Why Central Bank Intervention Can't Control Exchange Rates

Article excerpt

Why central bank intervention can't control exchange rates

Under the gold standard, currency exchange rates -- the price of one money in terms of another -- were constrained to a narrow band, and parities were fixed. Domestic monetary policy was essentially determined by gold flows: As gold flowed into a nation, that was a signal to increase monetary creation and set forces loose to encourage an adjustment in the balance of payments; conversely, gold outflows necessitated a tighter monetary policy.

The gold standard did not prevent recurring recessions and depressions, but so long as major countries stuck by the rule of the game and did not change parities, accelerating long-term inflation did not occur.

The major weakness of the system was the fact that domestic monetary policy was not free to address domestic woes. The major advantage was the flip side: The gold standard did exert discipline and prevented a long-term deterioration in the value of money.

The post-war Bretton Woods system, which lasted until 1973, was also a system of narrowly fixed exchange rates but with adjustable parities. It worked well for many years when capital flows around the world were highly restricted and in relatively small volume. But eventually it came apart as a result of U.S. inflation and the resulting destabilizing speculation against the dollar. When the dollar came under attack with a fixed exchange rate, it was certain the dollar would not be revalued. Speculators had little to lose and much to gain by betting against the dollar.

Since 1973 most of the world has been on a floating exchange rate system with respect to the dollar, albeit often a dirty float as monetary authorities attempted to influence exchange rates directly through intervention in exchange markets. It is important to recognize that the dollar exchange rate against other major currencies is determined in a massive and highly competitive market. Changes in the dollar exchange rate reflect a myriad set of changing demand and supply forces. Probably the most important is changing expectations concerning the supply of dollars vs. the supply of a foreign currency -- in other words, changing expectations concerning domestic monetary policy and inflation vs. foreign monetary policy and inflation. If the price rise in the United States is expected to exceed inflation abroad, then the dollar would almost certainly weaken.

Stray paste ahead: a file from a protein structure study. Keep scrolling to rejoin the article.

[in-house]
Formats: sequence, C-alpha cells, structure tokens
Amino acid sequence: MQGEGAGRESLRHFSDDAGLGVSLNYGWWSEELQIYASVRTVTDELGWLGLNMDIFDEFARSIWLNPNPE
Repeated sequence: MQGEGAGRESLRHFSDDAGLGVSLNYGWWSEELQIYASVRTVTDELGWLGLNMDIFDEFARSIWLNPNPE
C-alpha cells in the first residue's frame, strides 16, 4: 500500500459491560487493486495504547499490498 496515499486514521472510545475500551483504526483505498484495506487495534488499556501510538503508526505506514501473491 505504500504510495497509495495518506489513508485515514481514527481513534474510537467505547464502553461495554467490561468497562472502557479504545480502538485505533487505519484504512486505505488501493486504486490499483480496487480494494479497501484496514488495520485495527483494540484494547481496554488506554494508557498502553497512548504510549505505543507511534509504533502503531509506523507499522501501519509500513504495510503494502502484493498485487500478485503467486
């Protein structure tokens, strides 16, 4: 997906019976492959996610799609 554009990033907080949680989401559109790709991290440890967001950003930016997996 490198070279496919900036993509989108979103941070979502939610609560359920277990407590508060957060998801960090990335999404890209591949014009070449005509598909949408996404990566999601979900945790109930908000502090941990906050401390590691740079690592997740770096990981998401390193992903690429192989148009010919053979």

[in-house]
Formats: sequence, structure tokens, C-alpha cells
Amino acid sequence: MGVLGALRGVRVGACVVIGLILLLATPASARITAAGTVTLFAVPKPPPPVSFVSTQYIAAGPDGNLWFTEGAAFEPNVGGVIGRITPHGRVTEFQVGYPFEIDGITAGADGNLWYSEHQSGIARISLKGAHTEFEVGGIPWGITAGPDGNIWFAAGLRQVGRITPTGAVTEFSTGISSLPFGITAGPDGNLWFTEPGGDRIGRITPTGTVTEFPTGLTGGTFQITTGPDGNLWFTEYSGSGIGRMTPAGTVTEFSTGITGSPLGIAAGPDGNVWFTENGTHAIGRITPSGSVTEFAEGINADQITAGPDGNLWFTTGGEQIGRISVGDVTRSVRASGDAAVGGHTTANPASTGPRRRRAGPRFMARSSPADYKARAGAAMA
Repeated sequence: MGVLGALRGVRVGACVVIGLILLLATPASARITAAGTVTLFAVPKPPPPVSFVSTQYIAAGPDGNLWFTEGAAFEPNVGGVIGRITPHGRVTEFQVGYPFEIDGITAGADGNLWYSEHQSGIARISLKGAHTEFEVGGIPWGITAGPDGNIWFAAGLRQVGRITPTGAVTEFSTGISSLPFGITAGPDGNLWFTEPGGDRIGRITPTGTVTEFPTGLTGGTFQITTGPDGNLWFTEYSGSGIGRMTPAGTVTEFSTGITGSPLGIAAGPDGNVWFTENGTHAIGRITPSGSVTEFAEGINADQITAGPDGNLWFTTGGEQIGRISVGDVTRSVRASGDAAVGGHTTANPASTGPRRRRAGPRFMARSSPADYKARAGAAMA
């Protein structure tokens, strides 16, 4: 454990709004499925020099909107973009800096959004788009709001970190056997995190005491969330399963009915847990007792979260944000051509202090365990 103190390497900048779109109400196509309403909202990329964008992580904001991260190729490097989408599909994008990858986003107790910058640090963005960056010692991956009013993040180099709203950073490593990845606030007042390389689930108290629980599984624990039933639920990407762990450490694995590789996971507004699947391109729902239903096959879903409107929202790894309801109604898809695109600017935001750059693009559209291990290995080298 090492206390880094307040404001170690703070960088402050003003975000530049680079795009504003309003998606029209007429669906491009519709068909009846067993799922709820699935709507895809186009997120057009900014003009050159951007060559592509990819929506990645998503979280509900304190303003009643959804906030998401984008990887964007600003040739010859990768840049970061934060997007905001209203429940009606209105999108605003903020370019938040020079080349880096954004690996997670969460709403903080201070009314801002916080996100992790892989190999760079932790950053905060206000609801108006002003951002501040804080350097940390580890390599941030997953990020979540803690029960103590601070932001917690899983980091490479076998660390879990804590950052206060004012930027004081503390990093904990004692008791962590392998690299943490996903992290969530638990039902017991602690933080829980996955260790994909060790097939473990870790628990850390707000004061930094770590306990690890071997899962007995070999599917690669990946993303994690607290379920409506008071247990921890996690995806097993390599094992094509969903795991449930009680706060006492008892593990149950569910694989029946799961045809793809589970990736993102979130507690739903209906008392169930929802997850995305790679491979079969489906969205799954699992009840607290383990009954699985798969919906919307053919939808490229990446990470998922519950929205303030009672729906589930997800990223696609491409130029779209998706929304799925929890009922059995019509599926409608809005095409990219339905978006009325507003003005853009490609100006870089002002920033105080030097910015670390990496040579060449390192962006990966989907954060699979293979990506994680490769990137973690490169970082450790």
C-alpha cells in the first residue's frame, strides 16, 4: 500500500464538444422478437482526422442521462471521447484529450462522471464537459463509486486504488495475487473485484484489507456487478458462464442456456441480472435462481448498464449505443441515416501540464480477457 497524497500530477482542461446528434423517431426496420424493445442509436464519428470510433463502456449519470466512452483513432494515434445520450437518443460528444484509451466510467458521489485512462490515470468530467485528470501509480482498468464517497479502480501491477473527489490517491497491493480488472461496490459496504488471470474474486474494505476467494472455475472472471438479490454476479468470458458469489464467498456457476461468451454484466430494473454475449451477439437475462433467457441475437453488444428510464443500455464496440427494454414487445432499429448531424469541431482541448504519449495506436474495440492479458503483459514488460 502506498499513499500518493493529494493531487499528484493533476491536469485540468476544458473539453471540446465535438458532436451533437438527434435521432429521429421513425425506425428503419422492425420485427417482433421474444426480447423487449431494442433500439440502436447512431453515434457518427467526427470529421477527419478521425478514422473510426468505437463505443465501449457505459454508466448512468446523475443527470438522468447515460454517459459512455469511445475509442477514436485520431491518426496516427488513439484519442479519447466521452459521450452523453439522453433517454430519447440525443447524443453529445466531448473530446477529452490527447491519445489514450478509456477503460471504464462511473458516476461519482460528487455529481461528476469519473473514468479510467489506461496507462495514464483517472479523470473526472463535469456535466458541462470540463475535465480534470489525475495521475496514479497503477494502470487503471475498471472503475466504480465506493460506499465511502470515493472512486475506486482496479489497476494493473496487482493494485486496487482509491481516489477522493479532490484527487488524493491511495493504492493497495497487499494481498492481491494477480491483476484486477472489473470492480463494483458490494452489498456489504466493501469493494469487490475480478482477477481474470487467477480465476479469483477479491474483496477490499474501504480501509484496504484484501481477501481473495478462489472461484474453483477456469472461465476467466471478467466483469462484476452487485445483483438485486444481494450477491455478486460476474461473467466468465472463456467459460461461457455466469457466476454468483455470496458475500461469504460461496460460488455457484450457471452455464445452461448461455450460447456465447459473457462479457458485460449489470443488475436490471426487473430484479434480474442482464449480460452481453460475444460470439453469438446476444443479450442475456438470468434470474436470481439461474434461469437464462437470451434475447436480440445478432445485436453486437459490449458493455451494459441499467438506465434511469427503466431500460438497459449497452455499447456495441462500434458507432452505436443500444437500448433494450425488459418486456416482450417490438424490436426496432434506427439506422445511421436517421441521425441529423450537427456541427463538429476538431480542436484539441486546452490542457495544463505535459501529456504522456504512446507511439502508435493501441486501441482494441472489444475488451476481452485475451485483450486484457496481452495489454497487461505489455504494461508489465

But that is not all. Exchange rates are influenced by other factors, including tariffs and quotas at home and abroad, growth in productivity, relative tax rates and expectations concerning political stability. As these and other factors are changing constantly, the correct exchange rate today will not be the rate that clears the market tomorrow. Although the exact size of the dollar foreign exchange market is unknown, it is estimated that, on a heavy day, volume of transactions can exceed half a trillion dollars.

Because most exercises in coordinated intervention by major central banks around the world involve only several billion dollars over a period of a few days or weeks, the disparity between the size of the market and the size of cumulative intervention raises questions concerning the probability of success in affecting the equilibrium level of the dollar vs. other major currencies. But the problem is not quite that simple. There can be no doubt that dollar intervention accompanied by a change in monetary policy can indeed affect the dollar exchange rate. But so can a similar change in domestic monetary policy alone.

If the United States were to intervene in the foreign exchange market in an attempt to lower the value of the dollar, it would do so by instructing the Federal Reserve of New York to buy foreign currencies, usually the Deutsche mark or Japanese yen. Additions to Federal Reserve assets have the effect of increasing bank reserves and, hence, monetary creation unless offset in the domestic money market by selling an equal amount of Treasury securities. …